Rivers mentioned the achievement gap in education between white and black students, saying it’s important to address that gap for the good of all.

“You don’t focus on blacks,” Rivers said. “You focus on where the need is. That means we all have to step in. We all have to do something.”

Rivers said “many of the issues that whites are fighting for now and issues that African-Americans have been fighting for their whole lives.”

Fusion politics is focused on issues, he said.

Lisa Creef spoke about mental health issues. She cited the value of sitting on the porch and having a conversation the way Andy and Barney used to do on the “Andy Griffith Show.” Taking the time for that kind of relaxing activity is a buffer against stress, she said.

Creed emphasized health self-care, including exercise and not trying to do everything.

“You can’t take on everything,” she said. “Sometimes you have to say ‘no.’”

Tim Aydlett spoke about conservation and the environment. He called himself an avid conservationist and environmentalist but added “I’m not a tree hugger, because I see trees as renewable resources.”

He called for common-sense environmental policies such as stream buffers, clean energy, international collaboration, and preservation of public lands.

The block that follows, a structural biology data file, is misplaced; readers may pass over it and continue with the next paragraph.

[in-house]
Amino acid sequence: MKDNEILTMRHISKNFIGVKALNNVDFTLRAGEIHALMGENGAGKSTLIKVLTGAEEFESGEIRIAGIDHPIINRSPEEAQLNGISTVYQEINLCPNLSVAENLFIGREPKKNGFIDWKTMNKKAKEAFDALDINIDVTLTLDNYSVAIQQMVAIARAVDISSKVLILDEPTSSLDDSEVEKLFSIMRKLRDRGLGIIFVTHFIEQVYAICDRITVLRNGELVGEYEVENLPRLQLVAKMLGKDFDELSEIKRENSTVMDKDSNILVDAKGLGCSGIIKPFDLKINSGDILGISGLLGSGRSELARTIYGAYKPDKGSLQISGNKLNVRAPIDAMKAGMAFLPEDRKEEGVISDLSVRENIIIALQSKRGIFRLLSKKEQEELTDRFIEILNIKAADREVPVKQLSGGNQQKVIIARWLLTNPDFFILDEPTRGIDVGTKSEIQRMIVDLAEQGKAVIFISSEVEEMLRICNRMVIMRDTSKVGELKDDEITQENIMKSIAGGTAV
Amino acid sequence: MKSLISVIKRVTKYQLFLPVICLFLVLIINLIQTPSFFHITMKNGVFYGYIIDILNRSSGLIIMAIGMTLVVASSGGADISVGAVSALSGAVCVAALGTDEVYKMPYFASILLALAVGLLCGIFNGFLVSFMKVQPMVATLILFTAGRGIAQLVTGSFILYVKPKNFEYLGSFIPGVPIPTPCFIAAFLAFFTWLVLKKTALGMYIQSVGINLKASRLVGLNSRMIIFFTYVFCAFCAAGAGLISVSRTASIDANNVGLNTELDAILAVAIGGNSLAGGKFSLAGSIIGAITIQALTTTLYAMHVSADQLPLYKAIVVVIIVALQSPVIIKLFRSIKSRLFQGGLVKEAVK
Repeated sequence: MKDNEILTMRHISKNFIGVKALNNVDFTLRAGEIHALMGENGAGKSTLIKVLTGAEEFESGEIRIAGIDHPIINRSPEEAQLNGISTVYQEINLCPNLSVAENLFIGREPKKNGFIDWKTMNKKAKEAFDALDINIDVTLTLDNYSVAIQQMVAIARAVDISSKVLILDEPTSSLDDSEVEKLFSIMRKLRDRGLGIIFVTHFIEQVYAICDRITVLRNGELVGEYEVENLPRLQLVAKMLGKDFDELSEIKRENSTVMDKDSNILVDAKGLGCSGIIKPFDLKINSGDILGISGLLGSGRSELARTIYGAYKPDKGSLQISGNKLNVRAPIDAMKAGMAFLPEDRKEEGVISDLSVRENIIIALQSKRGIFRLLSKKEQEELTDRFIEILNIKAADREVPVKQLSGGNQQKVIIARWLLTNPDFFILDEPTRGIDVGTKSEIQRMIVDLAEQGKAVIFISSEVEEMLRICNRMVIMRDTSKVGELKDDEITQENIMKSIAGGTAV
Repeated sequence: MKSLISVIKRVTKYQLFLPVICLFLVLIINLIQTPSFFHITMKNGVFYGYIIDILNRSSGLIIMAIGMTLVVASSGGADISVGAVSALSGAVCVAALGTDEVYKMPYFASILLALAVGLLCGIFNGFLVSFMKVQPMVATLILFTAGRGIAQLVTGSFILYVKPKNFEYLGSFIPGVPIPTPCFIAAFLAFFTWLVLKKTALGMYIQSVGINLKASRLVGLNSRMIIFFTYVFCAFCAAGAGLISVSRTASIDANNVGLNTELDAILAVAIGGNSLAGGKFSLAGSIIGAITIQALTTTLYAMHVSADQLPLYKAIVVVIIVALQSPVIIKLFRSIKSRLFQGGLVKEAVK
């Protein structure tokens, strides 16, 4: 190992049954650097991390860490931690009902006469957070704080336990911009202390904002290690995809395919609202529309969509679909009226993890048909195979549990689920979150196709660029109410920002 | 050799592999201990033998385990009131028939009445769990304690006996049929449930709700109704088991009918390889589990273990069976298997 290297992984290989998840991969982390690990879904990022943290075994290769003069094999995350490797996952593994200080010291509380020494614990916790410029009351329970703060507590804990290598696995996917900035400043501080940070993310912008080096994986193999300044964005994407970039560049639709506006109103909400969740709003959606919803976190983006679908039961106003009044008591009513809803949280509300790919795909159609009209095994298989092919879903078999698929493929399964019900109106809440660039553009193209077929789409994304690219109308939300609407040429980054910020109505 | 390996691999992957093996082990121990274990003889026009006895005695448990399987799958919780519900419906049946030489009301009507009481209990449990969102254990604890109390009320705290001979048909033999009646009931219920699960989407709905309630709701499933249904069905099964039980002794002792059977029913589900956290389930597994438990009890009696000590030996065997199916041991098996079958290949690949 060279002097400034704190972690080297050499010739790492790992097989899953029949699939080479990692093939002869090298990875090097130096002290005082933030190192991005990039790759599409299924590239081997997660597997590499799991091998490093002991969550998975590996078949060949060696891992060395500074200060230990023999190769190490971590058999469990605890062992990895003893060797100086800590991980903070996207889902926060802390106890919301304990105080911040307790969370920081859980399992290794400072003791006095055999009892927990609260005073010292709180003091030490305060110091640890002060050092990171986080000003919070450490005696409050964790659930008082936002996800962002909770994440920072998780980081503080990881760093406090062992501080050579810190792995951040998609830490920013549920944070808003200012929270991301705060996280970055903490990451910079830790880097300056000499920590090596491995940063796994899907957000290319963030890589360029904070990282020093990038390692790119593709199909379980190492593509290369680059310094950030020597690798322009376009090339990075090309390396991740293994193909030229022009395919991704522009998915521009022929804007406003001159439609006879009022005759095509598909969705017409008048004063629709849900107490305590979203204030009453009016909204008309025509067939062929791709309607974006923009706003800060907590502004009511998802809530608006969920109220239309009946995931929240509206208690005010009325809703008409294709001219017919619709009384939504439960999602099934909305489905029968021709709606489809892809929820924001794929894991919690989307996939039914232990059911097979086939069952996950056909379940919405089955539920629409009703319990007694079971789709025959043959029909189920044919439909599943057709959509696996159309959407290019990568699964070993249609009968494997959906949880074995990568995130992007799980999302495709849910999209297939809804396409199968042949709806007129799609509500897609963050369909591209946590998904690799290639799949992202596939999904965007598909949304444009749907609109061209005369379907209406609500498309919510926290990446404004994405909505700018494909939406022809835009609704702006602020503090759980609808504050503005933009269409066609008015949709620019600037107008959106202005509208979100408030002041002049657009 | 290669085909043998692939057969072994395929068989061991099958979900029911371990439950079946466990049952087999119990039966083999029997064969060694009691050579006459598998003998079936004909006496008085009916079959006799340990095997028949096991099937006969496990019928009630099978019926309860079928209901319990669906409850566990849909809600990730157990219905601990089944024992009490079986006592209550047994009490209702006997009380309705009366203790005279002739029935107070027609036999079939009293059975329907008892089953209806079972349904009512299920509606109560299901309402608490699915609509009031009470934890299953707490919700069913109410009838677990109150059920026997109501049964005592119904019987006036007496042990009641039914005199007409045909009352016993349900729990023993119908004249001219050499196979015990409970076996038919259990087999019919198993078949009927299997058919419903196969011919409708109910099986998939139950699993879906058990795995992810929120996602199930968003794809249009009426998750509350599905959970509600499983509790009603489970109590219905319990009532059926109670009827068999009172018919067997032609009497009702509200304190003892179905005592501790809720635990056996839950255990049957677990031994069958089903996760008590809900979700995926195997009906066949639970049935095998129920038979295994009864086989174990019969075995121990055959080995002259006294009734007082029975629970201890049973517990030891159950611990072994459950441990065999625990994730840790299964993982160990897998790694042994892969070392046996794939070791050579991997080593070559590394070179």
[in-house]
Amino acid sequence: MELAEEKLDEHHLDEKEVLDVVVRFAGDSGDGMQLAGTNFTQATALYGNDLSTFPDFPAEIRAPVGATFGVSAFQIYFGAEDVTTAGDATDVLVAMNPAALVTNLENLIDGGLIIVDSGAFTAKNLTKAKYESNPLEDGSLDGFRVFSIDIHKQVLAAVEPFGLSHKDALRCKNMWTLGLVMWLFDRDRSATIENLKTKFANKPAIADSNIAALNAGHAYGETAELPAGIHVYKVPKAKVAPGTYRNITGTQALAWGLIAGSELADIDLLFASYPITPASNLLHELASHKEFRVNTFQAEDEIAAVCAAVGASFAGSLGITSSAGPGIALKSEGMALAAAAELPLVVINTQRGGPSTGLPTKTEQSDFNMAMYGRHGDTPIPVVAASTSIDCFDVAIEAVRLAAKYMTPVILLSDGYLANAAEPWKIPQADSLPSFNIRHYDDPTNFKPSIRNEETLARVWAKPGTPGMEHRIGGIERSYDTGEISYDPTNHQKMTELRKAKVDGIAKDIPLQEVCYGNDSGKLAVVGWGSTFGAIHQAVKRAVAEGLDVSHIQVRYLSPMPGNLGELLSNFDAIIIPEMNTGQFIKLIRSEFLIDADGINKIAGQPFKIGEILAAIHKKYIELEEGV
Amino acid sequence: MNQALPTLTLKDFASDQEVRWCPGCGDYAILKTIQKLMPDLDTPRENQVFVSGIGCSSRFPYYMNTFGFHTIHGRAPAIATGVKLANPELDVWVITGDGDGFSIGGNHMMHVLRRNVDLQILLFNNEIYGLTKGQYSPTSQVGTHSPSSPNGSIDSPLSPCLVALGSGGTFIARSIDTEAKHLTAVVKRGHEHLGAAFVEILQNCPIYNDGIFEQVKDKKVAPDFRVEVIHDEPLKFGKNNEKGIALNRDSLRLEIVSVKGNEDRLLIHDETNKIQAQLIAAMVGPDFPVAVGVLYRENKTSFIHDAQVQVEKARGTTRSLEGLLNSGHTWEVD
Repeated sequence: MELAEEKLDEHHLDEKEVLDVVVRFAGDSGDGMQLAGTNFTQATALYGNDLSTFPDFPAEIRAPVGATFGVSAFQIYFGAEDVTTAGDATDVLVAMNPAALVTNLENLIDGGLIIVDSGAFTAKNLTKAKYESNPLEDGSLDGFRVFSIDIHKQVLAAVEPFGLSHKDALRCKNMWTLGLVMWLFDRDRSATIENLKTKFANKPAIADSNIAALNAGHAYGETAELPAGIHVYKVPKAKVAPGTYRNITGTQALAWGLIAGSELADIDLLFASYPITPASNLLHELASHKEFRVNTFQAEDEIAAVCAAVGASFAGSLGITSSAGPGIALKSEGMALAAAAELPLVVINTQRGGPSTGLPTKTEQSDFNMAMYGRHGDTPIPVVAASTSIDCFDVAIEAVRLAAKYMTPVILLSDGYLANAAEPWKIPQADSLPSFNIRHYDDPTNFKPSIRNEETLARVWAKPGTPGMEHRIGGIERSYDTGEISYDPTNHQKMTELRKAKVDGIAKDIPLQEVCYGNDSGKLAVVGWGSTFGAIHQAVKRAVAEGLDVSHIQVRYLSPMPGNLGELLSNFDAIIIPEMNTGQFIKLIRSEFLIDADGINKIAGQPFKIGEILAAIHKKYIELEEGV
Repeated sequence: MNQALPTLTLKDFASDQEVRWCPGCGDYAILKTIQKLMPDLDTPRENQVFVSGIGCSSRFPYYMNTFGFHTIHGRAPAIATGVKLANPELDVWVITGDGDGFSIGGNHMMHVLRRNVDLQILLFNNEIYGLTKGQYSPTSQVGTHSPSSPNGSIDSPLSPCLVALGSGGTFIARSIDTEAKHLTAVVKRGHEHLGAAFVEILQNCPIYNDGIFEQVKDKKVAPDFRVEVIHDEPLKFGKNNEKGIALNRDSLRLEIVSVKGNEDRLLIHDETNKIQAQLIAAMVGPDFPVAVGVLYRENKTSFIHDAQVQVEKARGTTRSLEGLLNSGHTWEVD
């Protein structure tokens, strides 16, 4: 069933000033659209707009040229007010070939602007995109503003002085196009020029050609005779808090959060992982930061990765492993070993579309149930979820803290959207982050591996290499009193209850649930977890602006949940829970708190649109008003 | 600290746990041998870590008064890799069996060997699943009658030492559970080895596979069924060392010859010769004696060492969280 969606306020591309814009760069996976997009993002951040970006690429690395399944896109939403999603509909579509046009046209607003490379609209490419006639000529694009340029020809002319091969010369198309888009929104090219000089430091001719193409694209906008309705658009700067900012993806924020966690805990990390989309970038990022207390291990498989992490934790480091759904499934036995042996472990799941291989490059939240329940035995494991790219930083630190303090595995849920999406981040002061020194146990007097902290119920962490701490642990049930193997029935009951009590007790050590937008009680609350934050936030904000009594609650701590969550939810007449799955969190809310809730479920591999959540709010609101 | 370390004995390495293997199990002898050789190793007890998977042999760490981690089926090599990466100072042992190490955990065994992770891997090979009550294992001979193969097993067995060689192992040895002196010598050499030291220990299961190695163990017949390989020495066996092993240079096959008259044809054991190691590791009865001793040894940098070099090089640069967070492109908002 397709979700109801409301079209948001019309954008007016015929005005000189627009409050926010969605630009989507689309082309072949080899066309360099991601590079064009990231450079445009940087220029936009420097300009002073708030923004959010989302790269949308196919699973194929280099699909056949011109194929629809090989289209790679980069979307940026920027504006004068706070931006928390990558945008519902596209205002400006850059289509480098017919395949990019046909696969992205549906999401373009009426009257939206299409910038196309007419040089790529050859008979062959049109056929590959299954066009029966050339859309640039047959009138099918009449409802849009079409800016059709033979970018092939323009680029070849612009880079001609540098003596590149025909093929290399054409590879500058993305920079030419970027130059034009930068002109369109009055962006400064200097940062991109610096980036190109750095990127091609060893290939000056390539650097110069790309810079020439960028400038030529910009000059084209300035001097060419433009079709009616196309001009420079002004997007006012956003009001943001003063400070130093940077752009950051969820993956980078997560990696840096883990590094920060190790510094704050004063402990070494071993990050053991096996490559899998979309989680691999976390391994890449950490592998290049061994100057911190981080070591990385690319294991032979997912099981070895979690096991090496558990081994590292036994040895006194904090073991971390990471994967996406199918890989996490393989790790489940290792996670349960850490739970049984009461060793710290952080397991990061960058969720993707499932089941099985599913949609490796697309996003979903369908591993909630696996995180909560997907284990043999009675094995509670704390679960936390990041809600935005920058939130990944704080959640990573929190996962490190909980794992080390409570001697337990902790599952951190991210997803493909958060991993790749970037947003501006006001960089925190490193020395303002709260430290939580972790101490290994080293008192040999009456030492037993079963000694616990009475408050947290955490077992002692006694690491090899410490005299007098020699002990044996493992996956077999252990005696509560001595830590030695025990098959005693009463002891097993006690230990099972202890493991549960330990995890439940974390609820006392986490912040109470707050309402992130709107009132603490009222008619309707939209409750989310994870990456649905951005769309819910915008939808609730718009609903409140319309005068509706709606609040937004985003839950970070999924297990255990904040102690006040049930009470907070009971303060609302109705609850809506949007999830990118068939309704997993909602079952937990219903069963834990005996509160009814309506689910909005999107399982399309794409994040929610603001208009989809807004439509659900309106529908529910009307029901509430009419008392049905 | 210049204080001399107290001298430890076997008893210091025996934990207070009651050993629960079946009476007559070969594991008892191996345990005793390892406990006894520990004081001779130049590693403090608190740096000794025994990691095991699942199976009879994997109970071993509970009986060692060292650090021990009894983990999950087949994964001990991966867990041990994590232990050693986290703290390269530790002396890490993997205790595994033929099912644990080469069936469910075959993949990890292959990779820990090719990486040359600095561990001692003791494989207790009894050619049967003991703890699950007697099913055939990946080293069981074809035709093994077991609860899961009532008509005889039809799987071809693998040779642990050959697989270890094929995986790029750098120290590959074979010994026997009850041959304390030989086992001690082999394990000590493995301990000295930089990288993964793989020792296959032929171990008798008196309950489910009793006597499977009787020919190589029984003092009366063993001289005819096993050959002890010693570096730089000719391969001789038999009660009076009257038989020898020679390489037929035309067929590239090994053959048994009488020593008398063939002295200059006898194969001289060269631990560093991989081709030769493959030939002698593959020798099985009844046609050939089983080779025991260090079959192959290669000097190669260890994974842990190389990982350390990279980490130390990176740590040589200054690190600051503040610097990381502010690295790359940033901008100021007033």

City Councilman Ray Donnelly, who represents the 1st Ward, cited the Pledge of Allegiance’s affirmation of “liberty and justice for all” in his remarks.

“We need to get there,” Donnelly said. “We’re not there now. We say it but we need to get there.”

Michelle Aydlett, Tim Aydlett’s wife, spoke about education, emphasizing a need for more funding for public schools and stronger community support for schools. She said that Avery County last year had a 100-percent graduation rate, which has been attributed largely to a community-wide effort to get civic clubs and other organizations involved in volunteering at the schools.

Aydlett said she hoped NorthEast North Carolina Progressives would be a catalyst for getting community groups into the schools.

Multimedia Editor Chris Day contributed to this report.